How to Help Your Cat Adjust to a New Home (So They Don’t Destroy the Furniture)

Moving into a new home or space can be unsettling for any newly adopted pet. For cats, this transition can be particularly stressful because cats become very attached to their surroundings and are sometimes resistant to major change.

The following tips can help your cat adjust to a new home smoothly and stress-free.

1. Introduce them to a new home gradually

Cats can’t always handle a huge new environment all at once. A well-known method for introducing your cat into their new home is to restrict them to one or two rooms at first, to allow them to adjust, and then let them venture out into the rest of the house on their own time and will.

Make sure to keep your cat in the same area as their food, water, litter box, and toys. Spend time in the room with them soon after they’ve been given some time to become comfortable with their surroundings.

2. Provide them with something to scratch and play with

Cats are notoriously curious and often playful creatures. You should make sure that your cat has something designed specifically for cats. Whether this item is a scratching post or something else, by ensuring they have a go-to item, they’ll be less likely to scratch your furniture up. In addition, you should get a few different types of toys for you and your cat to play with. Not only will it keep them entertained, it will help strengthen the bond between the two of you.

3. ‘Cat-proof’ before bringing them home

Cat-proofing your home is important to keep your cat and your home furnishings safe. As we stated before, you want to give your cat time to warm up to their new home. They might feel stressed out trying to take in their adoption and move, so you’ll want to make sure that they do not have access to outdoors, whether this is through the doggy-door, open windows, or doors left ajar, as it can prove difficult to get them back once they get outside. Statistically, cats kept indoors live longer because they’re exposed to less danger and diseases.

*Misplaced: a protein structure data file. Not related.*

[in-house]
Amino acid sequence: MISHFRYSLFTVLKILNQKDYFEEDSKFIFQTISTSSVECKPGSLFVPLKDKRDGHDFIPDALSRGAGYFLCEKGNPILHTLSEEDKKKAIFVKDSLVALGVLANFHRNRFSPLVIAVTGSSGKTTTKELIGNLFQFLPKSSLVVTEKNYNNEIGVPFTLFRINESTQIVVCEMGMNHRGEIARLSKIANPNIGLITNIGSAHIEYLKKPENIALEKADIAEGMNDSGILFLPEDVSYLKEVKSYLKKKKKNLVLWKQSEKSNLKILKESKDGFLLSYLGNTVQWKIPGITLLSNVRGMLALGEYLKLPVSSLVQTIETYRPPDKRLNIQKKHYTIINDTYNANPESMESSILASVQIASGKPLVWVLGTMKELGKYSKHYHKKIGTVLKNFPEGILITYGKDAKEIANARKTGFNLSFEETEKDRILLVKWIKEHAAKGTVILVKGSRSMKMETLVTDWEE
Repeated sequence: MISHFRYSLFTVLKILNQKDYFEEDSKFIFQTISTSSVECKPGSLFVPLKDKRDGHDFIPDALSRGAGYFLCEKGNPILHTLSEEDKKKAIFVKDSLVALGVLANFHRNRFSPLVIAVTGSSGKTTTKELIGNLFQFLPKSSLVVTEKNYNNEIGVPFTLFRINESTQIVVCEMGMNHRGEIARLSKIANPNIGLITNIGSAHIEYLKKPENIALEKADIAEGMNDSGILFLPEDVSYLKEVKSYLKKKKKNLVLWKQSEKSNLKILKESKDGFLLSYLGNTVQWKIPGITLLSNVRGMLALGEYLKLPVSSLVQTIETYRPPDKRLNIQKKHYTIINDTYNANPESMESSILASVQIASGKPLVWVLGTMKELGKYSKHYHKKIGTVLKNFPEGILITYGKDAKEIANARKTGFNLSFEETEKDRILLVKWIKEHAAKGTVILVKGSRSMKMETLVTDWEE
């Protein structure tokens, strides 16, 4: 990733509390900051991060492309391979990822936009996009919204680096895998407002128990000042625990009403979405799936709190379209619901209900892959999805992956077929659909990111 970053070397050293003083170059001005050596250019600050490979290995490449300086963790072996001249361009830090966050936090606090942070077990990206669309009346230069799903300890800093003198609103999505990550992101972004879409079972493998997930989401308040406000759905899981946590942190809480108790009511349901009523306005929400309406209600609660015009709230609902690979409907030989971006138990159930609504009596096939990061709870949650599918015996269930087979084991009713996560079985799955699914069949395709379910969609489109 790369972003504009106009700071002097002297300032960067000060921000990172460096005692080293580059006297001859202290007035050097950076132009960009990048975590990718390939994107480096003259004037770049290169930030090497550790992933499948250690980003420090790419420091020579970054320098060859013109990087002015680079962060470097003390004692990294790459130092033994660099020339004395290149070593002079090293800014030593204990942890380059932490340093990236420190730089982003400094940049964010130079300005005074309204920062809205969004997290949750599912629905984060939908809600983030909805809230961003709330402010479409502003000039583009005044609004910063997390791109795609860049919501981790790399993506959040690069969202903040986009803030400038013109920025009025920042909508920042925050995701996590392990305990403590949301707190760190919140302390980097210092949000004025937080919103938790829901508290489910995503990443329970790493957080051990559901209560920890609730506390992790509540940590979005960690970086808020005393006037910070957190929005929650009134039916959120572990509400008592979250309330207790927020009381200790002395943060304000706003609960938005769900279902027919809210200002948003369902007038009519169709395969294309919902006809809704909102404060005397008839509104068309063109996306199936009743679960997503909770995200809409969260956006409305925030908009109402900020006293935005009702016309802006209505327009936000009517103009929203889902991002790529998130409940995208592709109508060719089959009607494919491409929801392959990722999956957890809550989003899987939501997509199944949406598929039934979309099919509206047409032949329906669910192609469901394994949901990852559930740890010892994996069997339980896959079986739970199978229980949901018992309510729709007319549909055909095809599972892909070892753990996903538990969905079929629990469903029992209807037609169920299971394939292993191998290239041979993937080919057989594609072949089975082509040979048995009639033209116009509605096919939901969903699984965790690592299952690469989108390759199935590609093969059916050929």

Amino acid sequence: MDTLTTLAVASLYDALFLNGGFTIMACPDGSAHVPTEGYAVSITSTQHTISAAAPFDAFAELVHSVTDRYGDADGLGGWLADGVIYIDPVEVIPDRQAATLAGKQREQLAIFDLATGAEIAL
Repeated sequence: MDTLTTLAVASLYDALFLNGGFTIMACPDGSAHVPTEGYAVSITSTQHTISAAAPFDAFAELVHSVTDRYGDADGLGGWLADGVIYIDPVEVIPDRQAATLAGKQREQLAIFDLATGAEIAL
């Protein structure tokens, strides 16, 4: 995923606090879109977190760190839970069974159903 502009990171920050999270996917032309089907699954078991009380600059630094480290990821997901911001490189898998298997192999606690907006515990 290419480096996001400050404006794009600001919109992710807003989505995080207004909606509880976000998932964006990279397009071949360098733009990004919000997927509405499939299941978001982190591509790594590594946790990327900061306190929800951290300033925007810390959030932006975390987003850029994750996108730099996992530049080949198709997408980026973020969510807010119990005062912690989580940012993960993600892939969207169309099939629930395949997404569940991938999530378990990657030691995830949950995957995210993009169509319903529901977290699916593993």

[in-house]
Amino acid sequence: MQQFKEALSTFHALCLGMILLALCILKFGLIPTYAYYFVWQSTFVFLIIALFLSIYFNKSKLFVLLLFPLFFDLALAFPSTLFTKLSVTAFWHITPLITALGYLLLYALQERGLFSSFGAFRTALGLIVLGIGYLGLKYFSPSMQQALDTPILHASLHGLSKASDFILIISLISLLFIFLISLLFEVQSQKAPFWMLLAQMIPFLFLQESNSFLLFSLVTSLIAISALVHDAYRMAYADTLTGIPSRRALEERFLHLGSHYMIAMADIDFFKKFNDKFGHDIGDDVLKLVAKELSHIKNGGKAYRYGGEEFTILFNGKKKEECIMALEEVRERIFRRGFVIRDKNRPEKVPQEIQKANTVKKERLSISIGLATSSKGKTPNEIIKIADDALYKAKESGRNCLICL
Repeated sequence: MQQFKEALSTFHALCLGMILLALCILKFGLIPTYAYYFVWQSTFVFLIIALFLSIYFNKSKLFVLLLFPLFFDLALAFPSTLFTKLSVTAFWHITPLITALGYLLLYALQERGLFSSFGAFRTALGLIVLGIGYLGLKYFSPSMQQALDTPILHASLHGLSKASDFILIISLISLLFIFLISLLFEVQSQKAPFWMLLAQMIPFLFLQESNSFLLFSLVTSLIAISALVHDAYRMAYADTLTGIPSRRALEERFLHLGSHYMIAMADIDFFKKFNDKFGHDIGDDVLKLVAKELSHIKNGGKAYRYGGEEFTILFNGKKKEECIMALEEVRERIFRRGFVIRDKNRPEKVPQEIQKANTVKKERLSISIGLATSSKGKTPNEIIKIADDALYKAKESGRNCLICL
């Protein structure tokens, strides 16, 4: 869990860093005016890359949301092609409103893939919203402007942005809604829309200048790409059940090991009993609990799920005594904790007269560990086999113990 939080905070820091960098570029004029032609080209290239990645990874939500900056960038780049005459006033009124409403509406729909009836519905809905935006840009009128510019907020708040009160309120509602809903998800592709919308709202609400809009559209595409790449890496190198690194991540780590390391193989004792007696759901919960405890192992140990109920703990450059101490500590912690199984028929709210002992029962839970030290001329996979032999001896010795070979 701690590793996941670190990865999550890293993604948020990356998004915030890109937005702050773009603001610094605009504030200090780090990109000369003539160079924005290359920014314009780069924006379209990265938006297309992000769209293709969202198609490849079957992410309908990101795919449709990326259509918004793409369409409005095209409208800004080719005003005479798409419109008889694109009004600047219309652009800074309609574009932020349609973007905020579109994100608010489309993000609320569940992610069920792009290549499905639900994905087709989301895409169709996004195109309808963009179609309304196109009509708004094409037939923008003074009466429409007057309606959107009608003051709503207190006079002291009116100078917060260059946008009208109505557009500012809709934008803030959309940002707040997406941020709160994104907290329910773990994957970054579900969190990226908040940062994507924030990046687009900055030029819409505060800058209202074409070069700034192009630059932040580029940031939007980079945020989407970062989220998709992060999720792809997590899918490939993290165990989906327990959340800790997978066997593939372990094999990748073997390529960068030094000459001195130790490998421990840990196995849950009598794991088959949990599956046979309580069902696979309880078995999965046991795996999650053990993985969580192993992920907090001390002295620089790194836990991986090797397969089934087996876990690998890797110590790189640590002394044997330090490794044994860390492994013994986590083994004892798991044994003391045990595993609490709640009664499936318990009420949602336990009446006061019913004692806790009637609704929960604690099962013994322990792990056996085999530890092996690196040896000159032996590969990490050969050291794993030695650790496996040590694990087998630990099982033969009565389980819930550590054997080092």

Once your new cat adjusts to their surroundings and is ready to explore the rest of the home, make sure you don’t leave any fragile or breakable items out or within reach. This means cleaning up any glassware or breakables left on tables and countertops. It also means you should think about any items you have sitting atop your cabinets – just in case your cat decides to get adventurous. Did you know that cats have a natural aversion to citrus scents? Spraying citrus scents on your furniture can help keep your cat from scratching it – all the while smelling fantastic to us!

4. Make arrangements for when you have to leave

Whether before or after you help your cat adjust to a new home, you’ll have to return to work or spend time away from the house. The time spent away from your cat can prove stressful for the both of you – your cat for being alone and not knowing when you’ll return and you because there’s uncertainty in what they’ll do while you’re away. Until your cat gets settled into the home, it’s best to make arrangements for the periods of time you’ll be away. Until you are certain they won’t wreak havoc on your home while you’re away, it may be best to keep them in their comfort space they’ve become acquainted with since the move in.